Monday, September 12, 2011

Padre Peredur's Pork Chili Verde

It's the end of summer and harvest time is upon us. There are lots of great fruits and vegetables available now which is a stark reminder that I haven't written anything on my blog for months now! I've been so busy with other things for the past several months that I've had almost no time to be in the kitchen. 
Last week, Kat came home with a very large box of fresh tomatillos and I knew that my "vacation" was over! Tomatillos are one of my favorite autumn fruits. Like a little green tomato wrapped in a husk, tomatillos are perfect for both salsa verde and chili verde. Both are welcome in my house anytime! Kat made salsa verde last week for a barbecue we had and it was fantastic! For all the tomatillos she used in that recipe she only put a small dent in our supply, leaving me lots to make chili with.
This is a recipe I came up with a few years ago and has been one of my favorites ever since. I start with a bone-in pork shoulder roast. Of course, this means I have to bone it myself, which can be tricky as the shoulder blade is a rather twisty-curvy bone and can be difficult to get all the meat off of. If you are completely intimidated, ask your butcher to de-bone the roast for you.
I also like to roast my vegetables under the broiler before making the chili. I roast all the tomatillos and fresh chiles that I am putting into the pot. I usually do not use all fresh chiles, however, as roasting and skinning that many peppers can be rather labor intensive. If you wish to put the time into doing this, by all means do so! I usually roast a few peppers and use canned for the rest. Today I have fresh jalapeños, a banana pepper and a poblano pepper that I will be roasting with the tomatillos.
What I have done today is to start with:
1 bone-in pork shoulder roast ("Boston Butt"), approx. 4 lbs
Carefully carve out the bone and trim the meat. Cut the meat into bite sized pieces, season with a small amount of salt and pepper and set aside in the refrigerator for an hour or two. Also make sure to save the bone and any odd bits of meat. Meanwhile, rend the fat over low heat until well liquified. Set this aside as well.
Take a cookie sheet and line it with foil. Wash and halve:
approx. 2-3 lbs of fresh tomatillos (you may substitute up to half of these with green tomatoes, if you choose)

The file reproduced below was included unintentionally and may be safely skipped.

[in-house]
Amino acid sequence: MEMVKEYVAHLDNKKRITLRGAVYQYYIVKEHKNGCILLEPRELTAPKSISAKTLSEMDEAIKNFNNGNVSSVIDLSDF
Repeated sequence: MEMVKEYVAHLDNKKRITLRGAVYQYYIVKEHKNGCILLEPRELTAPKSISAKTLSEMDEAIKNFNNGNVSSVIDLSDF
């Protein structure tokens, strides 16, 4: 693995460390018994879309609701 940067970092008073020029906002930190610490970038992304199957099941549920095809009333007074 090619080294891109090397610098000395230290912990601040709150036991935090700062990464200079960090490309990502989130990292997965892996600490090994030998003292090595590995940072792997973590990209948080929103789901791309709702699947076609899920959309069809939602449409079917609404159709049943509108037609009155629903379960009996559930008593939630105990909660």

Arrange the tomatillo/tomato halves on the cookie sheet along with:
5 fresh jalapeños
and broil for about 10 minutes or so, flipping the peppers about halfway through. When finished broiling, remove the pan from the oven and dice everything. Do not skin the jalapeños or tomatillos. The charred skins add a nice color to the chili. The tomatillos will let off a bit of their juices while broiling. Do not throw this away! Save the juices and add it to the pot when the time comes!
Using a little of the fat rendered from the pork, brown the pork over medium-high heat. Do this in 2 or even 3 batches if necessary, so as not to overcrowd the pan. Once the pork is browned, set it aside. Add to the pan:
1 large onion, diced
Saute the onion over low heat until soft, scraping up the fond from the bottom of the pot as the onions cook. Add:
7-8 cloves of garlic (roughly 1 small head), finely chopped
Stir until garlic begins to cook, about 1 minute. Add in:
2 T flour
Stir to combine. Add to the pot:
1 qt. chicken stock
2 c water (if needed)
1 large can mild green chilies, drained, sliced
1 large can hominy, white or yellow (optional)
2 T dried oregano
1 T sugar
2 t salt
2 t ground cumin (I prefer to roast and grind my own with a mortar and pestle)
1 t chili powder
juice from 2 limes
Add in the browned pork, along with the pork bits and the bone from the roast. Bring to a near boil, reduce heat to low and simmer for 1-1/2 to 2 hours. The chili should thicken quite a bit. When the soup is nearly finished, remove the pork bone. Clean off any remaining bits of meat and add them back into the pot with:
1/2 c chopped cilantro
Serve topped with shredded Monterey Jack cheese and a garnishment of fresh cilantro, with either corn chips or corn tortillas on the side.


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